A Labor of Love: Exposing R. Kelly
Black survivors, Equity, Power, Safety, Survivors
By Monifa Bandele
When we act from a place of love for our community, we don’t hide the traumas or cover up harms. We don’t shush the mouths of those who are screaming in pain. We don’t fear how it might look to others outside of our community.
Love requires us to expose our wounds so that they can get air, sunlight, be treated, and eventually be healed. Real love demands actions that center the health and safety of our people above keeping up appearances, vapid respectability, and being entertained.
Love requires us to speak the truth and to defend Black lives from whomever is causing harm.
For two decades, Black feminists worked day and night to give voice to Black women and girl survivors of R. Kelly and stop his open access to our families and communities. To say that the work was thankless is an understatement. Advocates were met with relentless attacks from every direction and Black women, who were the faces of groundbreaking campaigns like #MuteRKelly or game-changing creative pieces like #SurvivingRKelly, received messages of hate on multiple platforms and lived under constant threat. Even more gut wrenching is that the Black women survivors of R. Kelly were ridiculed, disrespected, and retraumatized over and over again. A central theme to these attacks: These women are “doing this” because they hate Black men and want to tear down the Black community.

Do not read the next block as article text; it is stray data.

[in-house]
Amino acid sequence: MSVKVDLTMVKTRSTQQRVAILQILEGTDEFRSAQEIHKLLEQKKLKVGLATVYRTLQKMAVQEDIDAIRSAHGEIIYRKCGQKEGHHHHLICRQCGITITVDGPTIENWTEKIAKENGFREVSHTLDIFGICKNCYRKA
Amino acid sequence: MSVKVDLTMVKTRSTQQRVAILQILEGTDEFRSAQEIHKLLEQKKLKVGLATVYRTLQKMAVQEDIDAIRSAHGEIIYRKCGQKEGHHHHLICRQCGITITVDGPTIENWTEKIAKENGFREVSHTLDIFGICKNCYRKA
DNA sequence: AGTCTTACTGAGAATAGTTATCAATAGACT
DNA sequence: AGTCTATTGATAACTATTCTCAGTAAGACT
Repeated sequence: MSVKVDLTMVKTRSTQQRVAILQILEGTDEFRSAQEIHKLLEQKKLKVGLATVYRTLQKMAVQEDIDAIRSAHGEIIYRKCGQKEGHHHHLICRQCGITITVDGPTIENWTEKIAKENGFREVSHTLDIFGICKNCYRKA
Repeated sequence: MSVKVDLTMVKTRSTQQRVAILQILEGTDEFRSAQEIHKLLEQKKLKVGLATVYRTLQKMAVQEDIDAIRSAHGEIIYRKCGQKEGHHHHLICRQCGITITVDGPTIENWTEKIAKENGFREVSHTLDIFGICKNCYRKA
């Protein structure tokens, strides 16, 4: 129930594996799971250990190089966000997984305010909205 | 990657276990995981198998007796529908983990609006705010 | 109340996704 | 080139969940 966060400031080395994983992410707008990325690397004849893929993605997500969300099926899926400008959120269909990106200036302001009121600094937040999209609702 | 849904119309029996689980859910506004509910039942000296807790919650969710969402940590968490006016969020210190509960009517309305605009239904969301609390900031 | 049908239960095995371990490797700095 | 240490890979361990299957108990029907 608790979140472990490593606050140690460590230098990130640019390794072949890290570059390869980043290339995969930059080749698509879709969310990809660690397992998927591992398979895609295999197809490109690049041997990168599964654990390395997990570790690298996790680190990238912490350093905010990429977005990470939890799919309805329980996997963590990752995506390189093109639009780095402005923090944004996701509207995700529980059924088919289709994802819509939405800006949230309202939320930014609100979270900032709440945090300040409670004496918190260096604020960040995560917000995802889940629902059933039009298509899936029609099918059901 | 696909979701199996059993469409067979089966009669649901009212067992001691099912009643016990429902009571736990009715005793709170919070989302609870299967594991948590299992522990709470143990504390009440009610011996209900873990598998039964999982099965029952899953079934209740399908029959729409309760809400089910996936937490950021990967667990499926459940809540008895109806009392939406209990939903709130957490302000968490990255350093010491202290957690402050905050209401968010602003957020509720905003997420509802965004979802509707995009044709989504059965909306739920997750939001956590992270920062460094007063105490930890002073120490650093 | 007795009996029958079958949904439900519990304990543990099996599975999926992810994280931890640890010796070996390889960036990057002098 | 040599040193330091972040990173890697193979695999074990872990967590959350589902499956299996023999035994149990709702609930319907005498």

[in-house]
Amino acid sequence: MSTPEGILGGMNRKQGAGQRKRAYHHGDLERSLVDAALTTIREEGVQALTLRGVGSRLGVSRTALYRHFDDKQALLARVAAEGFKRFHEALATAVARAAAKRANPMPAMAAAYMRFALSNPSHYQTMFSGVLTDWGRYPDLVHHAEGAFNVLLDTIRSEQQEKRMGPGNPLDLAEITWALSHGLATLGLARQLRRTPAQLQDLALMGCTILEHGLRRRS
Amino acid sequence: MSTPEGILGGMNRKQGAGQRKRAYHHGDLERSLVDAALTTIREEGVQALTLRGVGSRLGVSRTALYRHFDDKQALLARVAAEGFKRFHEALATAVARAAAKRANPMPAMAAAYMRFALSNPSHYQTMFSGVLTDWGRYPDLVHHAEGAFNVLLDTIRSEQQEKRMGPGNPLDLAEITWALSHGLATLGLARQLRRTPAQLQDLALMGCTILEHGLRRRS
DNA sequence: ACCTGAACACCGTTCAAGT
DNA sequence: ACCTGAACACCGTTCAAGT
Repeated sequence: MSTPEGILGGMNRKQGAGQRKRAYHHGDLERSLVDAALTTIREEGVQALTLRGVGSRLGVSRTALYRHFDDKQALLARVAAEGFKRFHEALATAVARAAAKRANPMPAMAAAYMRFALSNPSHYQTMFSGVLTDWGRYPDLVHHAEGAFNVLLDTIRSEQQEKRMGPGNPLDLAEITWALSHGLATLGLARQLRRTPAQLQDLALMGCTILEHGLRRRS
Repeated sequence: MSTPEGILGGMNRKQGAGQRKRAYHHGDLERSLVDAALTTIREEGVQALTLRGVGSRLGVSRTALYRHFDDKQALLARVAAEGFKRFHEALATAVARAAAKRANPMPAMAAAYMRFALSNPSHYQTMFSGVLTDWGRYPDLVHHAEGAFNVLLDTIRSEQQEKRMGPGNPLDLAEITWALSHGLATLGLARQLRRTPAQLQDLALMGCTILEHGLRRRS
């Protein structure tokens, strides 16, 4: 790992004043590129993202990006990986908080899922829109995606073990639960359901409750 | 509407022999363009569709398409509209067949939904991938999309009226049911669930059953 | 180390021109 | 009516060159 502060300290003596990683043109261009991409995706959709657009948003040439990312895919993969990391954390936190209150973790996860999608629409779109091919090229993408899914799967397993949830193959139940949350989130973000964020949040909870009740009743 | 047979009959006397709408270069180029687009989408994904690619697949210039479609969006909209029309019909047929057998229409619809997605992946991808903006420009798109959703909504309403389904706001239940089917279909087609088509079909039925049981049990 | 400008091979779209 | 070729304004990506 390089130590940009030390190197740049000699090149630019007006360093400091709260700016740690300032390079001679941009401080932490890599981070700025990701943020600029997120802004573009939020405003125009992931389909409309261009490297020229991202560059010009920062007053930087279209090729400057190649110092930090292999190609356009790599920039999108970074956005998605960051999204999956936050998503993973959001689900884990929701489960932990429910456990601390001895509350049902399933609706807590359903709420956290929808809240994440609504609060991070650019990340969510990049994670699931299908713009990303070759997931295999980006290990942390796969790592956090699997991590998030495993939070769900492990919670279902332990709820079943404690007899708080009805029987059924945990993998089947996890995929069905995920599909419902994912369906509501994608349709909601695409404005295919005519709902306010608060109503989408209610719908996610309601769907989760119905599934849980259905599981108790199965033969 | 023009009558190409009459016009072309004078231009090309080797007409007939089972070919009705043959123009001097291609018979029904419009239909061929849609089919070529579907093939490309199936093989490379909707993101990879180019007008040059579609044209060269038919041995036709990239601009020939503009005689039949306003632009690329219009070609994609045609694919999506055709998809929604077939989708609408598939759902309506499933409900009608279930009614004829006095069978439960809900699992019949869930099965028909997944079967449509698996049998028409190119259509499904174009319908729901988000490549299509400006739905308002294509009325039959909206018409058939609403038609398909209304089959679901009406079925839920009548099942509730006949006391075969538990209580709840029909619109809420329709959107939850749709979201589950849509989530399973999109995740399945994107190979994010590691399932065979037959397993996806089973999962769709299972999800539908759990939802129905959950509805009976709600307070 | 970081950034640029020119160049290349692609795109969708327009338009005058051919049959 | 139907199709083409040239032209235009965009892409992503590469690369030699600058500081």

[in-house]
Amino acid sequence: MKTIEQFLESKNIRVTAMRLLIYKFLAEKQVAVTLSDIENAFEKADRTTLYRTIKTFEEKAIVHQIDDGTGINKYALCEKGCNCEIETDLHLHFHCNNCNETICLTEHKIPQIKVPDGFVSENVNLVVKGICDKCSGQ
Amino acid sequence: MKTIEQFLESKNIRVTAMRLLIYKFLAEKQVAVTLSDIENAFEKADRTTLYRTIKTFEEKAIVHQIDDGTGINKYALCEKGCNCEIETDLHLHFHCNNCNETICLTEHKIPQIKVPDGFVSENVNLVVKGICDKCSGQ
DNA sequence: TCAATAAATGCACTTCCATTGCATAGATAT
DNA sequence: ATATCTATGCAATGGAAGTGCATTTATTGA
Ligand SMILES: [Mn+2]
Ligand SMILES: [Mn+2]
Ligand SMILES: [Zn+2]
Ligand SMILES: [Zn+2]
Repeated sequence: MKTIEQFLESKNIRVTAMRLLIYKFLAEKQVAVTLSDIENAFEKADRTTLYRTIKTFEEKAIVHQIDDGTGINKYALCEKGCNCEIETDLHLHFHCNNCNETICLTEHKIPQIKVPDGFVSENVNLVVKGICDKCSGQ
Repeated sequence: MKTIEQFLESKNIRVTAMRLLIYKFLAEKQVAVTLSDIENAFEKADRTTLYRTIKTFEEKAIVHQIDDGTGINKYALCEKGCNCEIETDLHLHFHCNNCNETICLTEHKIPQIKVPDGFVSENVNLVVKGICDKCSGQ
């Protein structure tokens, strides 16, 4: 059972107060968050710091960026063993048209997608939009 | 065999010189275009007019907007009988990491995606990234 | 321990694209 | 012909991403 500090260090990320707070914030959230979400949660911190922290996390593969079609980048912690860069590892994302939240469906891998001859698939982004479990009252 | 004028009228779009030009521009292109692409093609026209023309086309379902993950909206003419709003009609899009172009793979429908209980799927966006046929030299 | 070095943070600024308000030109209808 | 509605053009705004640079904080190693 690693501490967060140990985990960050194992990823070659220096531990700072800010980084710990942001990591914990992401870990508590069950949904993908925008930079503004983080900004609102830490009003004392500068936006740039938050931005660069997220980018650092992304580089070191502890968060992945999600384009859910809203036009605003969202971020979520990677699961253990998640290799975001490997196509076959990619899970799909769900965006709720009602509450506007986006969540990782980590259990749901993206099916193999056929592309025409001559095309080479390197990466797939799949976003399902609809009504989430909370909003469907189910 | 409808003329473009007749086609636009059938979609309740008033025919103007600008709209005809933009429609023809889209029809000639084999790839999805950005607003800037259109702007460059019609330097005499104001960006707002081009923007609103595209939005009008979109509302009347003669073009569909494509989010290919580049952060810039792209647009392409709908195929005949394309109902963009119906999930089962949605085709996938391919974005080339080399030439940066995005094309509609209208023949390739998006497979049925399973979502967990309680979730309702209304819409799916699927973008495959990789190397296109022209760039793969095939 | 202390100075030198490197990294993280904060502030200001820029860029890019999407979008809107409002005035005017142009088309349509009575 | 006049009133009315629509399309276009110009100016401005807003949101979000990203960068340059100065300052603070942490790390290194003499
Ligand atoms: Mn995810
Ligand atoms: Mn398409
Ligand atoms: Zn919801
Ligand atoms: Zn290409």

Nothing can be further from the truth. Black feminists and allies are committing the ultimate act of love for community and self by putting our bodies and livelihoods on the line to protect our children and families. Let’s center and support Black women survivors and follow, thank, and amplify those leaders and organizations doing the work.
- A Long Walk Home
- Black Girl Freedom Fund
- Black Feminist Futures
- Black Women’s Blueprint
- Girls for Gender Equity
- me too. Movement
- National Black Women’s Justice Institute
- She Safe, We Safe
- Trans Women of Color Collective
- Ujima, National Center On Violence Against Women In the Black Community
- We, As Ourselves